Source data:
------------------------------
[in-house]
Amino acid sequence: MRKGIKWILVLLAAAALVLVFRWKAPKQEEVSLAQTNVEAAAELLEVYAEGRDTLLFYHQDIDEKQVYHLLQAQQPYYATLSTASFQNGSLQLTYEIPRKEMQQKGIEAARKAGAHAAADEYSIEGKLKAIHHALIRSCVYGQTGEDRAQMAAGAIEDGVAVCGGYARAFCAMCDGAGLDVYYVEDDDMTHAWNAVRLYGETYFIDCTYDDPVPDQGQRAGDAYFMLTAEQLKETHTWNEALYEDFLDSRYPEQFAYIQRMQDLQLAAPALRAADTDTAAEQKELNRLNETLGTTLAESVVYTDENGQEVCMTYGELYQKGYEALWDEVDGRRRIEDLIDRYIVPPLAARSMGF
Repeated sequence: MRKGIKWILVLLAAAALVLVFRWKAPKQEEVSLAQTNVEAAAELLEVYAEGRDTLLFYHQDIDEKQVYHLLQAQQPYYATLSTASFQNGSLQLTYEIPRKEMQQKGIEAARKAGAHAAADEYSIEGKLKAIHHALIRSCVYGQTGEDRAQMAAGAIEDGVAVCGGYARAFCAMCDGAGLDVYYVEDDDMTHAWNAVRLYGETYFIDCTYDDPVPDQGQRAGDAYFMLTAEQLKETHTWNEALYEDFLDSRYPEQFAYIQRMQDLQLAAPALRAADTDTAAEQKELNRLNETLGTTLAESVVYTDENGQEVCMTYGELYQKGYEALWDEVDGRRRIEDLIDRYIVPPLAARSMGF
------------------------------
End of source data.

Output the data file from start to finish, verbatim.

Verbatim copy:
[in-house]
Amino acid sequence: MRKGIKWILVLLAAAALVLVFRWKAPKQEEVSLAQTNVEAAAELLEVYAEGRDTLLFYHQDIDEKQVYHLLQAQQPYYATLSTASFQNGSLQLTYEIPRKEMQQKGIEAARKAGAHAAADEYSIEGKLKAIHHALIRSCVYGQTGEDRAQMAAGAIEDGVAVCGGYARAFCAMCDGAGLDVYYVEDDDMTHAWNAVRLYGETYFIDCTYDDPVPDQGQRAGDAYFMLTAEQLKETHTWNEALYEDFLDSRYPEQFAYIQRMQDLQLAAPALRAADTDTAAEQKELNRLNETLGTTLAESVVYTDENGQEVCMTYGELYQKGYEALWDEVDGRRRIEDLIDRYIVPPLAARSMGF
Repeated sequence: MRKGIKWILVLLAAAALVLVFRWKAPKQEEVSLAQTNVEAAAELLEVYAEGRDTLLFYHQDIDEKQVYHLLQAQQPYYATLSTASFQNGSLQLTYEIPRKEMQQKGIEAARKAGAHAAADEYSIEGKLKAIHHALIRSCVYGQTGEDRAQMAAGAIEDGVAVCGGYARAFCAMCDGAGLDVYYVEDDDMTHAWNAVRLYGETYFIDCTYDDPVPDQGQRAGDAYFMLTAEQLKETHTWNEALYEDFLDSRYPEQFAYIQRMQDLQLAAPALRAADTDTAAEQKELNRLNETLGTTLAESVVYTDENGQEVCMTYGELYQKGYEALWDEVDGRRRIEDLIDRYIVPPLAARSMGF